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The MTBPS clears some fiscal space but it is still a path through a swamp

- Michael Sachs

Treasury did the best it could in this month’s Medium Term Budget Policy Statement. Half the revenue windfall was used for fiscal consolidation and the other half on spending increases. But real cuts to expenditure are still pending, and cabinet backing is yet to be negotiated. Achieving consolidation next year will be even harder as the commodity boom wanes and election politics wax.

In the 2021 MTBPS, Treasury did an excellent job of balancing the fiscal and political pressures forced on it by the incoherence of government policy. Capital markets cheered for two reasons. First the revenue numbers were substantially better than those presented in the February budget. This created potential fiscal space of about R132 billion in the current year, and R64 and R59 billion in the next two years respectively. Second, Finance Minister Enoch Godongwana resisted political pressure for substantial commitments to permanent increases in spending. About R60 billion (or 1% of GDP) was added to the spending ceiling in in 2021 and R30 billion over each of the next two years, less than half the value of the revenue improvement. Treasury also erred on the side of caution in projecting economic growth and tax buoyancy, which leaves substantial room for higher revenue and a lower deficit.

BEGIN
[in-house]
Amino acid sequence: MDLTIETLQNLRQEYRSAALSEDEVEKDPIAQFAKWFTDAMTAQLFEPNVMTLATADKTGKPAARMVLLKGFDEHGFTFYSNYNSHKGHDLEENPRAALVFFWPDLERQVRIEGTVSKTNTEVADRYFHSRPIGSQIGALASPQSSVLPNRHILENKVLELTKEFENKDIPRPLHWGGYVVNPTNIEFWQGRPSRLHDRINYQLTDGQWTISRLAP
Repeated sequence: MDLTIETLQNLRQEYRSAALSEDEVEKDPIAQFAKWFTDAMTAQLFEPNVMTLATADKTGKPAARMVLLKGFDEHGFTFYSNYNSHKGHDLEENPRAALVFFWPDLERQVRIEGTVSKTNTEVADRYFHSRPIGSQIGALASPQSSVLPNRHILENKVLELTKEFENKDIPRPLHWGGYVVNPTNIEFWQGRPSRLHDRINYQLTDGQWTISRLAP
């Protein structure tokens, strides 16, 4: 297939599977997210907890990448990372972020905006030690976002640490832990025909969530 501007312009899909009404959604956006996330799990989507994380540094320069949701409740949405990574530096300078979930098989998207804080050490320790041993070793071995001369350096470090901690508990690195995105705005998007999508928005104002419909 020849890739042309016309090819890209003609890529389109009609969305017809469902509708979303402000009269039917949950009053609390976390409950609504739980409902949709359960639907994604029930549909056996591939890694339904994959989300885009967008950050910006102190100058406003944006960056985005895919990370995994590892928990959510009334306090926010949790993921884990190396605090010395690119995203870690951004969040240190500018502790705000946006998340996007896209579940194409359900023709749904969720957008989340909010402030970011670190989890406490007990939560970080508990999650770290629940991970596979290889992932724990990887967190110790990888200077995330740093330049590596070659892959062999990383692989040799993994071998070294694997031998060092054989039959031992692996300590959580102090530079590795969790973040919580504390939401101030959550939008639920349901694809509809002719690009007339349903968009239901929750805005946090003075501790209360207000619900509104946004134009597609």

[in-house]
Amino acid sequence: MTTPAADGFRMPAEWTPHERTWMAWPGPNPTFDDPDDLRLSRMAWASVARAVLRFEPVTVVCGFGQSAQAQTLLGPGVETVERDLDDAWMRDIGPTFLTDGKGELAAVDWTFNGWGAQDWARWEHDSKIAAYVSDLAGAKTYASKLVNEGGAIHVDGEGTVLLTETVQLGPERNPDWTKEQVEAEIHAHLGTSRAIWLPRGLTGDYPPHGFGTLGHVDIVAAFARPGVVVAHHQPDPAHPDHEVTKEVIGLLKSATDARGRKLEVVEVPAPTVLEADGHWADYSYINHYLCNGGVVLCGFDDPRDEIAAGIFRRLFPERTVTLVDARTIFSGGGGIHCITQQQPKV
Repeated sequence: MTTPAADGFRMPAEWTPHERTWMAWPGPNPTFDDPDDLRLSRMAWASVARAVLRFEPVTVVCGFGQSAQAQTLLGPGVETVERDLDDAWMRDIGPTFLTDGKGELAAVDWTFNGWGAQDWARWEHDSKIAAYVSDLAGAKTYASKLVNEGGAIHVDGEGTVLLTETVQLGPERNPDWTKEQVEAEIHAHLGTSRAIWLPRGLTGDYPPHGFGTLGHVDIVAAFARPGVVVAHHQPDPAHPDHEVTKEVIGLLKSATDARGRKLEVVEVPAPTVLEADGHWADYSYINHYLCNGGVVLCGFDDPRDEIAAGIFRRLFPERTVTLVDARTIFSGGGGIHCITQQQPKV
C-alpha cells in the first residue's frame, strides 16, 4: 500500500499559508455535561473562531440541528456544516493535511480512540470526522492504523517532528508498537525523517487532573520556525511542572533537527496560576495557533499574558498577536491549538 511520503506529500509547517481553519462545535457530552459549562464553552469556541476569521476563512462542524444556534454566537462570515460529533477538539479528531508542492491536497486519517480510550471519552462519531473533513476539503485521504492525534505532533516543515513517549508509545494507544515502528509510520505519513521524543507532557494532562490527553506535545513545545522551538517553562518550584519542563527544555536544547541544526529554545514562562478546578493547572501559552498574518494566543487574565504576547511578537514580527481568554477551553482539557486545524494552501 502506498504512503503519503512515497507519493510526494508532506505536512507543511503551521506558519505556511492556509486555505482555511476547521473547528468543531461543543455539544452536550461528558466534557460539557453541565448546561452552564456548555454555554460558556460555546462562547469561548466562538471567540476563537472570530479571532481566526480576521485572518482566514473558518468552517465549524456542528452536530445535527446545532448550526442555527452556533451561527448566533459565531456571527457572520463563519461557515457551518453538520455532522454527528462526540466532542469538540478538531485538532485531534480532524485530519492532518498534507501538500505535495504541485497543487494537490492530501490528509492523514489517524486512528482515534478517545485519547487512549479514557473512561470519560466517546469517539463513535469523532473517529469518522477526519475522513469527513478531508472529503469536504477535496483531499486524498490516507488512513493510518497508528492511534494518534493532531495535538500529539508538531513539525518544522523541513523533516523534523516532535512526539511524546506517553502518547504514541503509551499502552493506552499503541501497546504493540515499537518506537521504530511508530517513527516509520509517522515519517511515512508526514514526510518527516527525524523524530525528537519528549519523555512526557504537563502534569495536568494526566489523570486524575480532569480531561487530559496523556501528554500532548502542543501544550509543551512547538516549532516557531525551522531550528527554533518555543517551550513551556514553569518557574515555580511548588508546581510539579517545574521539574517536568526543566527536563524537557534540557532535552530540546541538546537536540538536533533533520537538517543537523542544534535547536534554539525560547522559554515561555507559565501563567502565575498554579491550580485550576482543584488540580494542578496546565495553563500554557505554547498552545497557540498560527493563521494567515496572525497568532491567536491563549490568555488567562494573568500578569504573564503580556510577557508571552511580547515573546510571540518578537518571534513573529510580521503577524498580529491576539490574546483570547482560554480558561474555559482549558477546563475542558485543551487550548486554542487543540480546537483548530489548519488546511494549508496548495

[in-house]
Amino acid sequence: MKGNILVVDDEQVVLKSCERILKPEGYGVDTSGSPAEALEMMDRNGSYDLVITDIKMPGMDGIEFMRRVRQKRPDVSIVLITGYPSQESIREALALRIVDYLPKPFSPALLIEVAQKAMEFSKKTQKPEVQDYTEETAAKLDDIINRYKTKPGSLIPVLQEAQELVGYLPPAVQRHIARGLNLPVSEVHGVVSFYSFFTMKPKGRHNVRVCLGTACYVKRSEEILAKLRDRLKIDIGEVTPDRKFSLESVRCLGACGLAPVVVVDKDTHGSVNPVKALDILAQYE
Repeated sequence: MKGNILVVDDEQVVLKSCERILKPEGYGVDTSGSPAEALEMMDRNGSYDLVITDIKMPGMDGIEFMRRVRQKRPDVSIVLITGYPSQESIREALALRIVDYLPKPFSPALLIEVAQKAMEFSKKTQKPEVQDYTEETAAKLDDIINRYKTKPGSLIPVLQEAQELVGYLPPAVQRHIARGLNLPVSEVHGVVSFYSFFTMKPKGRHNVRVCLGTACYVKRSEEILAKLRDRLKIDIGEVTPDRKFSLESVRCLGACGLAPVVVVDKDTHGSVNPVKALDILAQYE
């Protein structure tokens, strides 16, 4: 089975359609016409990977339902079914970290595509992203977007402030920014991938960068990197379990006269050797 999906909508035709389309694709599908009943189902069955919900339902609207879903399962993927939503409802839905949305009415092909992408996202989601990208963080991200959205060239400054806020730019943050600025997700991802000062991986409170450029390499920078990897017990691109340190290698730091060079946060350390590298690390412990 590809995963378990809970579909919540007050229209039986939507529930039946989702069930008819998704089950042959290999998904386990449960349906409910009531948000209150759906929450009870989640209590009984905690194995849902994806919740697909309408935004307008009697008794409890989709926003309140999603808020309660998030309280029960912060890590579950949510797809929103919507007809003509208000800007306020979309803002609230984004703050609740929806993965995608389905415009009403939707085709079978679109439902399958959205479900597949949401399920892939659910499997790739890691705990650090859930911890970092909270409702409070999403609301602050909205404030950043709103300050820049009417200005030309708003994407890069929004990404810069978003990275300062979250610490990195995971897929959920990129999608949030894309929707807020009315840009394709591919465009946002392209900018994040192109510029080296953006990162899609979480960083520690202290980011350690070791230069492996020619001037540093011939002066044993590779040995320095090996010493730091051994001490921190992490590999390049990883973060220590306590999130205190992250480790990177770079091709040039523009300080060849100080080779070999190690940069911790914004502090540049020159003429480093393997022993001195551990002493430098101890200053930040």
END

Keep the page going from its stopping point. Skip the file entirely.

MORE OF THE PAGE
The increased spending path is dominated by three items: wage increases for public servants, the extension of the social relief of distress grant, and the President’s public works programme. While Treasury presented each of these as temporary, in all likelihood they amount to permanent increases in spending. Instead of conceding this reality in advance, the fiscal framework builds in large buffers of unallocated funds. By holding back part of the spending increase in reserve, Treasury deftly provided space for the political leadership to make choices and confront real trade-offs while simultaneously clarifying Treasury’s own view of the fiscal constraints within which this debate should take place.

An improved fiscal outlook that accommodates spending pressures is encouraging but there are two caveats. First, the chronic position of the country’s public finances continues to worsen. This can be seen in several metrics. Growth remains far below interest rates and GDP per capita is expected to continue stagnating. Debt service costs are crowding out social spending. Money owed by provincial governments to suppliers (largely for essential medical goods) is rising at a rapid rate. Most municipalities are in financial distress, with uncollected revenues reaching R232 billion.

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This article was first published in Econ3x3